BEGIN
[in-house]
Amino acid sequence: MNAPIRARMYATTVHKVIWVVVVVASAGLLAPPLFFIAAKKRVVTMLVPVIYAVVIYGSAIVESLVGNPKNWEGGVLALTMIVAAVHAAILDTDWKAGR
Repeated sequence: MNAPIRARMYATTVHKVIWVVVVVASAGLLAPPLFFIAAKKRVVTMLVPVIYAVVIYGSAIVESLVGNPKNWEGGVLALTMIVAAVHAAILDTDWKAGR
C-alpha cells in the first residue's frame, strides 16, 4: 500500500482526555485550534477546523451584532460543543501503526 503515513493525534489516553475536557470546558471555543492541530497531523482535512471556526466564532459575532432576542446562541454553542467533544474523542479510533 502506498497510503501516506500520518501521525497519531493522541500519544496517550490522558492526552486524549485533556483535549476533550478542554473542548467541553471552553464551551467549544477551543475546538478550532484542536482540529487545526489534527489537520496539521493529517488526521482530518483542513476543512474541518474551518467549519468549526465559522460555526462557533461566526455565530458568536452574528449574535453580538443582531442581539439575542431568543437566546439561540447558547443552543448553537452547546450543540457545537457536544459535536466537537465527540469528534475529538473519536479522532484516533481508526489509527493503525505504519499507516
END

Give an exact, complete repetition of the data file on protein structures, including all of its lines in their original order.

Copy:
[in-house]
Amino acid sequence: MNAPIRARMYATTVHKVIWVVVVVASAGLLAPPLFFIAAKKRVVTMLVPVIYAVVIYGSAIVESLVGNPKNWEGGVLALTMIVAAVHAAILDTDWKAGR
Repeated sequence: MNAPIRARMYATTVHKVIWVVVVVASAGLLAPPLFFIAAKKRVVTMLVPVIYAVVIYGSAIVESLVGNPKNWEGGVLALTMIVAAVHAAILDTDWKAGR
C-alpha cells in the first residue's frame, strides 16, 4: 500500500482526555485550534477546523451584532460543543501503526 503515513493525534489516553475536557470546558471555543492541530497531523482535512471556526466564532459575532432576542446562541454553542467533544474523542479510533 502506498497510503501516506500520518501521525497519531493522541500519544496517550490522558492526552486524549485533556483535549476533550478542554473542548467541553471552553464551551467549544477551543475546538478550532484542536482540529487545526489534527489537520496539521493529517488526521482530518483542513476543512474541518474551518467549519468549526465559522460555526462557533461566526455565530458568536452574528449574535453580538443582531442581539439575542431568543437566546439561540447558547443552543448553537452547546450543540457545537457536544459535536466537537465527540469528534475529538473519536479522532484516533481508526489509527493503525505504519499507516